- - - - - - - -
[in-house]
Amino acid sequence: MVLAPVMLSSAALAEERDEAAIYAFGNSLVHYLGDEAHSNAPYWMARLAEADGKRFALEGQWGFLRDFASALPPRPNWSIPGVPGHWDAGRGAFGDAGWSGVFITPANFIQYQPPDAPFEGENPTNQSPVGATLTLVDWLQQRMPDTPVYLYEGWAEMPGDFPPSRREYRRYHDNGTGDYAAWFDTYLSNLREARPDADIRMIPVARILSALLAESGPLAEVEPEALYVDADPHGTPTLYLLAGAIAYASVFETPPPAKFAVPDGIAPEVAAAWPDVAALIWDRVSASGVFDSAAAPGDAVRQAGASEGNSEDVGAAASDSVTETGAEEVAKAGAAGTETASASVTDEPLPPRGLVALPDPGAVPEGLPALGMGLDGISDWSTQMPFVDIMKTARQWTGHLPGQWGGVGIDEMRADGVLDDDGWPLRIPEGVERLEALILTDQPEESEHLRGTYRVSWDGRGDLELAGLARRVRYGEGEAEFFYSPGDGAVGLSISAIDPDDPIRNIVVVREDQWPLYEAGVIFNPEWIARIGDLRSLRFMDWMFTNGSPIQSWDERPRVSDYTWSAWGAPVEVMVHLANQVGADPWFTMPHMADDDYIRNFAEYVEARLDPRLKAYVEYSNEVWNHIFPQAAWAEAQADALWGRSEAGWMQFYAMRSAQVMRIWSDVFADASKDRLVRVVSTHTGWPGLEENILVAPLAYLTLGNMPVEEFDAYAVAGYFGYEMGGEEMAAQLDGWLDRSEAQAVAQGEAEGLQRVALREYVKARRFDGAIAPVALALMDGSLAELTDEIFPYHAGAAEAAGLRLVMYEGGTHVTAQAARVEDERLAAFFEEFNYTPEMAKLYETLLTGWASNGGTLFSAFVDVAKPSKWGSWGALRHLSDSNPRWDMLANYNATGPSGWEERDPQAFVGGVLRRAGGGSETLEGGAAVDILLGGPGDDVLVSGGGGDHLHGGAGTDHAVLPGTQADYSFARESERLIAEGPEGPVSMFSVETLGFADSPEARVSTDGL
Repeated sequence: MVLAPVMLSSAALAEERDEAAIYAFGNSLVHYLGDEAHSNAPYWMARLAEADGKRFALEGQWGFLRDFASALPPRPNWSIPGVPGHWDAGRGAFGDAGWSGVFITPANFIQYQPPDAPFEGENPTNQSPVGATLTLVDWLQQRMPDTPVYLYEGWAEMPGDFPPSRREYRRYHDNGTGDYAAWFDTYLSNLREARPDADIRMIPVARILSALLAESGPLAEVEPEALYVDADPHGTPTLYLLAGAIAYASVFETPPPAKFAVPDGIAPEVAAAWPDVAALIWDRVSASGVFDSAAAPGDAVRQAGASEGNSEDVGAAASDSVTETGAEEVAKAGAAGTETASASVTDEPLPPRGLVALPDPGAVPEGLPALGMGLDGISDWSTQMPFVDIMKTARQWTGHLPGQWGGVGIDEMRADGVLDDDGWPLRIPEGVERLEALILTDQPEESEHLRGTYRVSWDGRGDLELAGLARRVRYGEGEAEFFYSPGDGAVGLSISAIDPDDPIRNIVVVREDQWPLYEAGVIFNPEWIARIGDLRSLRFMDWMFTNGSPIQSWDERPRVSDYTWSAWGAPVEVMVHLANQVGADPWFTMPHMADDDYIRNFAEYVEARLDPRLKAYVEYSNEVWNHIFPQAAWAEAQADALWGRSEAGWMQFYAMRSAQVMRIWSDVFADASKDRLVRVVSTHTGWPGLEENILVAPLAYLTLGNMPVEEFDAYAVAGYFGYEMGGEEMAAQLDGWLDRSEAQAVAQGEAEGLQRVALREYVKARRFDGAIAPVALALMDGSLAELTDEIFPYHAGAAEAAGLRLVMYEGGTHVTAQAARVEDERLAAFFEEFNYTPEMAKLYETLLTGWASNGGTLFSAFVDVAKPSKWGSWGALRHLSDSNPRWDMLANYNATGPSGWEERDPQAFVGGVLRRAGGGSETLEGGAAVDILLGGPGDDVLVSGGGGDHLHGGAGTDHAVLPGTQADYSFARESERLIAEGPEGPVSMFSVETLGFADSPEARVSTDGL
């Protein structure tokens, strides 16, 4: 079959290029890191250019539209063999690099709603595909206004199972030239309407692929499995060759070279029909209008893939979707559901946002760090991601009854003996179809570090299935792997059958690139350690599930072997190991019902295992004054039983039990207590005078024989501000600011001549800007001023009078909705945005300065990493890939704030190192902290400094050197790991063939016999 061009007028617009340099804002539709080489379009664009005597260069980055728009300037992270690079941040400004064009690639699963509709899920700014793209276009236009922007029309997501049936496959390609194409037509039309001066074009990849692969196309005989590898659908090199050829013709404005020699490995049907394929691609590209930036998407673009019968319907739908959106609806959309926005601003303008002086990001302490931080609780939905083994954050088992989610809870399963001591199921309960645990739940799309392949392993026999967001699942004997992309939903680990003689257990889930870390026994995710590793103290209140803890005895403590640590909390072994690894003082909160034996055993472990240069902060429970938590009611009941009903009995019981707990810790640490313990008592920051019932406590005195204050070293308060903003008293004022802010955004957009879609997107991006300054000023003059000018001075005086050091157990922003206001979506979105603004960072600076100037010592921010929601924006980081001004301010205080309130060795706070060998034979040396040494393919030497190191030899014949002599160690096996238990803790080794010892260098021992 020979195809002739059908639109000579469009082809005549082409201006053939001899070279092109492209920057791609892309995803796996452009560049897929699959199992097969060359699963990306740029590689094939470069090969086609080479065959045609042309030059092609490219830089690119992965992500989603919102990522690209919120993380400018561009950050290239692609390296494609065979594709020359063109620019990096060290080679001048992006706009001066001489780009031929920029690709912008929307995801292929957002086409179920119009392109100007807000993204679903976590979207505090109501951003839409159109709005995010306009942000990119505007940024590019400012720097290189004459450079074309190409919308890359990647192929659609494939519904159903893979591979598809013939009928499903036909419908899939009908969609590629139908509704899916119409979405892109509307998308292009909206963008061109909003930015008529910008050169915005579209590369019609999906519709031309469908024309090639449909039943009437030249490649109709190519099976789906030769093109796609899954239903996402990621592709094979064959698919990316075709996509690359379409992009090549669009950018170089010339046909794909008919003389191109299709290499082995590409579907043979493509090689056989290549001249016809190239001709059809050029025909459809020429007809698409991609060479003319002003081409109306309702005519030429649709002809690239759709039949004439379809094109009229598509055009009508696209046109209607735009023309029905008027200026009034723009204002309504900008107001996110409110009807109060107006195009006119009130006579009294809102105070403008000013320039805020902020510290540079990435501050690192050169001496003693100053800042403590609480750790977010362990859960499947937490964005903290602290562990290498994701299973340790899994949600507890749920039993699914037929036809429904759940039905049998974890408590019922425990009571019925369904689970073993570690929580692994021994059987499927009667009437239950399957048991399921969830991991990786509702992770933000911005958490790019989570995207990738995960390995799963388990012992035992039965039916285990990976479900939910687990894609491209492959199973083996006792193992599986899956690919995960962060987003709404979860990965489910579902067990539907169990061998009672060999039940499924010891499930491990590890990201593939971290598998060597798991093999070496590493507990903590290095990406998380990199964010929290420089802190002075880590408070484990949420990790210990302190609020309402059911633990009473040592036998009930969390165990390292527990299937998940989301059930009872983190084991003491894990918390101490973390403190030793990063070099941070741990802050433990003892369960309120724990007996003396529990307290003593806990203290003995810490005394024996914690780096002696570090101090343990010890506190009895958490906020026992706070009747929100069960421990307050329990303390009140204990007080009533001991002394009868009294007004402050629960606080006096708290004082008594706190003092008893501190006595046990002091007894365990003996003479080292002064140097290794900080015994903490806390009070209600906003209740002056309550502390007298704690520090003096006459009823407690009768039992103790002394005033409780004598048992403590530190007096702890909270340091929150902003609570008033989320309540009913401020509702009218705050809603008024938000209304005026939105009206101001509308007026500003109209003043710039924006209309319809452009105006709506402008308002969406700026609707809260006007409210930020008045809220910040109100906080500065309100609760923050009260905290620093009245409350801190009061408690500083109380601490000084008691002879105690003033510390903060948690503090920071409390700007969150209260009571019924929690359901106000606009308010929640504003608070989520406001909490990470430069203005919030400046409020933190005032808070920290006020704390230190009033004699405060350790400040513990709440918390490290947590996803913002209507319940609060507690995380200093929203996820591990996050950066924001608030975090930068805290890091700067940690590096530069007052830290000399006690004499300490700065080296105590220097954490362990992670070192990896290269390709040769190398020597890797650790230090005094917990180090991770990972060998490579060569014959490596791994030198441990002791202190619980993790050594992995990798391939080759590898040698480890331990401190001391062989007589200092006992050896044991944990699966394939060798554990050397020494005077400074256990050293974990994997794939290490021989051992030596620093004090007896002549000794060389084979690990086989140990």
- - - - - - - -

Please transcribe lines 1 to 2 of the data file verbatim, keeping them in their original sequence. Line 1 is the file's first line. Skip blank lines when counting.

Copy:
[in-house]
Amino acid sequence: MVLAPVMLSSAALAEERDEAAIYAFGNSLVHYLGDEAHSNAPYWMARLAEADGKRFALEGQWGFLRDFASALPPRPNWSIPGVPGHWDAGRGAFGDAGWSGVFITPANFIQYQPPDAPFEGENPTNQSPVGATLTLVDWLQQRMPDTPVYLYEGWAEMPGDFPPSRREYRRYHDNGTGDYAAWFDTYLSNLREARPDADIRMIPVARILSALLAESGPLAEVEPEALYVDADPHGTPTLYLLAGAIAYASVFETPPPAKFAVPDGIAPEVAAAWPDVAALIWDRVSASGVFDSAAAPGDAVRQAGASEGNSEDVGAAASDSVTETGAEEVAKAGAAGTETASASVTDEPLPPRGLVALPDPGAVPEGLPALGMGLDGISDWSTQMPFVDIMKTARQWTGHLPGQWGGVGIDEMRADGVLDDDGWPLRIPEGVERLEALILTDQPEESEHLRGTYRVSWDGRGDLELAGLARRVRYGEGEAEFFYSPGDGAVGLSISAIDPDDPIRNIVVVREDQWPLYEAGVIFNPEWIARIGDLRSLRFMDWMFTNGSPIQSWDERPRVSDYTWSAWGAPVEVMVHLANQVGADPWFTMPHMADDDYIRNFAEYVEARLDPRLKAYVEYSNEVWNHIFPQAAWAEAQADALWGRSEAGWMQFYAMRSAQVMRIWSDVFADASKDRLVRVVSTHTGWPGLEENILVAPLAYLTLGNMPVEEFDAYAVAGYFGYEMGGEEMAAQLDGWLDRSEAQAVAQGEAEGLQRVALREYVKARRFDGAIAPVALALMDGSLAELTDEIFPYHAGAAEAAGLRLVMYEGGTHVTAQAARVEDERLAAFFEEFNYTPEMAKLYETLLTGWASNGGTLFSAFVDVAKPSKWGSWGALRHLSDSNPRWDMLANYNATGPSGWEERDPQAFVGGVLRRAGGGSETLEGGAAVDILLGGPGDDVLVSGGGGDHLHGGAGTDHAVLPGTQADYSFARESERLIAEGPEGPVSMFSVETLGFADSPEARVSTDGL